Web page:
From left: Guyana’s Second Vice President and Minister for Public Security, Khemraj Ramjattan and CARICOM Secretariat Programme Manager, Crime and Security, Sherwin Stephenson.
GEORGETOWN, Guyana--Evidence-based policy decisions and a multi-sectoral approach to address youth crime particularly in schools were underscored by Guyana’s Second Vice President and Minister for Public Security, Khemraj Ramjattan, when he addressed the official opening of the crime and violence prevention mitigation training in Georgetown, Guyana, on August 8.
The consultation is an activity of the Crime and Violence Project component of the Forum of the Caribbean Group of African, Caribbean and Pacific (ACP) States-European Union CARIFORUM-EU Crime and Security Programme under the Tenth European Development Fund. This programme’s approach to tackling crime and security focuses on drug demand and supply reduction, crime prevention and social development, and capacity-building of law enforcement and security agencies.
Setting the context for his remarks, Minister Ramjattan reiterated the concern of CARICOM Heads of Government at their 28th Intersessional Meeting in Guyana in 2017 and their resolve “to increase focus on the social determinants of crime.” He alluded to the 29th Inter-Sessional Meeting in Haiti in 2018 and to the decision of Heads of Government “to strengthen the relevant inter-sectoral systems at the national and regional levels to ensure efficient collaboration in planning and execution of relevant programmes to address the multifaceted issues with regard to crime and violence.”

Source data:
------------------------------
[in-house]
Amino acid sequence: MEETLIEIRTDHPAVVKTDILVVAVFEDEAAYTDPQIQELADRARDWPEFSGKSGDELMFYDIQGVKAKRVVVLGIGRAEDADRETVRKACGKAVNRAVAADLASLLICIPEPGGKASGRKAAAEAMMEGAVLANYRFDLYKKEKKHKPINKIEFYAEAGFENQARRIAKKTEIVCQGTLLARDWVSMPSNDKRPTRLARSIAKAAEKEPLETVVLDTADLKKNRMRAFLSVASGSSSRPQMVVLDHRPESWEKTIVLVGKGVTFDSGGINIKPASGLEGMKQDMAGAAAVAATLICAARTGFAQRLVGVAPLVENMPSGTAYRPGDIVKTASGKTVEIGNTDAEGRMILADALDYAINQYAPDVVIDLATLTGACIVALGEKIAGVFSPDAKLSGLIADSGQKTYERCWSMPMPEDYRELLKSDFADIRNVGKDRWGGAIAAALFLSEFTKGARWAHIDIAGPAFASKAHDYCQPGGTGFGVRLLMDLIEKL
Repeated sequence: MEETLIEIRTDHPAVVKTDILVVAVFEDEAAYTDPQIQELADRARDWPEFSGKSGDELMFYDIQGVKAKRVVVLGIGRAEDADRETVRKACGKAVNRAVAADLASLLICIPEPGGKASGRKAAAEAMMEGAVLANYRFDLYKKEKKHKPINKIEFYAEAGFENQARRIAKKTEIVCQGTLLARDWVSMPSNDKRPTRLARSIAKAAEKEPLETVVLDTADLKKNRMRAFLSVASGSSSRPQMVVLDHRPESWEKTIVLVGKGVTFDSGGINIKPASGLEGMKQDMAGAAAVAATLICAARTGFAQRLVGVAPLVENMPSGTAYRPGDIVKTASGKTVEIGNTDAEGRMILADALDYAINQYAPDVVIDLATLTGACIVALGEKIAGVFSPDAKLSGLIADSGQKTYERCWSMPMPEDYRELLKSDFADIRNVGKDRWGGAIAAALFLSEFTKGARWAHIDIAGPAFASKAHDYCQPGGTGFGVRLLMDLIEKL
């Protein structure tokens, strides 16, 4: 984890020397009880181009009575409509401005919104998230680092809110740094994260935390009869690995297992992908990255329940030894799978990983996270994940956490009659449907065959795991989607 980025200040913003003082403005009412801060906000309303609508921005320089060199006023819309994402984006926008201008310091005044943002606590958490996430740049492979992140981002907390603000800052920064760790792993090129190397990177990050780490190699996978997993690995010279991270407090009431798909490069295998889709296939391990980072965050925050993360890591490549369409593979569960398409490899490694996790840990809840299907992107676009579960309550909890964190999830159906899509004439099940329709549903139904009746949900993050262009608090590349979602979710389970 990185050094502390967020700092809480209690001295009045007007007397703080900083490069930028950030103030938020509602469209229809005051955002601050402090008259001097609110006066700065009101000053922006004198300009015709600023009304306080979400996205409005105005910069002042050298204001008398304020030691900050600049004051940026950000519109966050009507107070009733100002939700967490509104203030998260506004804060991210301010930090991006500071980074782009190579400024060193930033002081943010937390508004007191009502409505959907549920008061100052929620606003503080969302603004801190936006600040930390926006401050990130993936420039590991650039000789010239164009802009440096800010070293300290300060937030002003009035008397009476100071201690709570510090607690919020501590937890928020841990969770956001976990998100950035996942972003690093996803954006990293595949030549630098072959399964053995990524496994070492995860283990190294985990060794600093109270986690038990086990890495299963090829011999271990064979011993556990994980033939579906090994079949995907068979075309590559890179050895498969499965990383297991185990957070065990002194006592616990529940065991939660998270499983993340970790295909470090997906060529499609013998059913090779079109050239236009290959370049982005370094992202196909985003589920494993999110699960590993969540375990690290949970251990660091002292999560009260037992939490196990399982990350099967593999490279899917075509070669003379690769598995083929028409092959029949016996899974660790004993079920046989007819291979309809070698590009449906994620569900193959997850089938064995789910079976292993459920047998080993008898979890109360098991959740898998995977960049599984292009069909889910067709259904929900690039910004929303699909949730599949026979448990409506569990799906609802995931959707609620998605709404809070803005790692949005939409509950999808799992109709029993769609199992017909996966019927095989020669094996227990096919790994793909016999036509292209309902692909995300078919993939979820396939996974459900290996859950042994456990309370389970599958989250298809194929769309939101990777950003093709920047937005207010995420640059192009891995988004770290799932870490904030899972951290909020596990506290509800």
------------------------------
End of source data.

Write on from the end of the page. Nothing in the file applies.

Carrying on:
Referring to the various perspectives on the causes of crime and its facilitating factors, including individual and systemic, he cited the World Bank (2007) Report Crime, Violence and Development: Trends, Costs and Policy Options in the Caribbean. He singled out issues such as the high rates of crime and violence and the short- and long-term direct effects on human welfare and the society’s economic growth and social development, respectively, and called for interventions to be given the highest priority.
“Violence related to gangs and organised crime constitutes an immediate and significant threat to the community and should be given the highest priority for development of the requisite interventions,” he said.
He added, “It is clear that the multi-dimensional nature and impact of drug use on the economy, families, health and well-being, safety and security of the citizens necessitate the engagement of a number of sectors: health, education, justice and social welfare to effectively address problems associated with the use [of – Ed.] and addiction [to] illicit drugs and alcohol, particularly in schools.”
The minister referred to the rapid research assessments on crime prevention in schools which were done in Guyana earlier in the year, and reminded the gathering of mostly officials in the education sector, that the overall “Action Plan and the type and design of the crime and violence prevention and mitigation training to be subsequently undertaken” … will be conducted in support of the findings of the assessments. He noted that “comprehensive policies and programmes” are needed to promote pro-social, non-sexual and physically non-violent environments in classrooms and throughout schools.
As he expressed his gratitude to the EU, CARICOM Secretariat and “all young school children who were surveyed,” the minister said the evidence-based approach “will inform our policy decisions to minimise crime and violence in our schools,” which he described as “greatest institutional asset for our future.”
The two-day consultation in Guyana is the fifth of five. Similar ones were held in Antigua and Barbuda, Jamaica, St. Lucia and Suriname.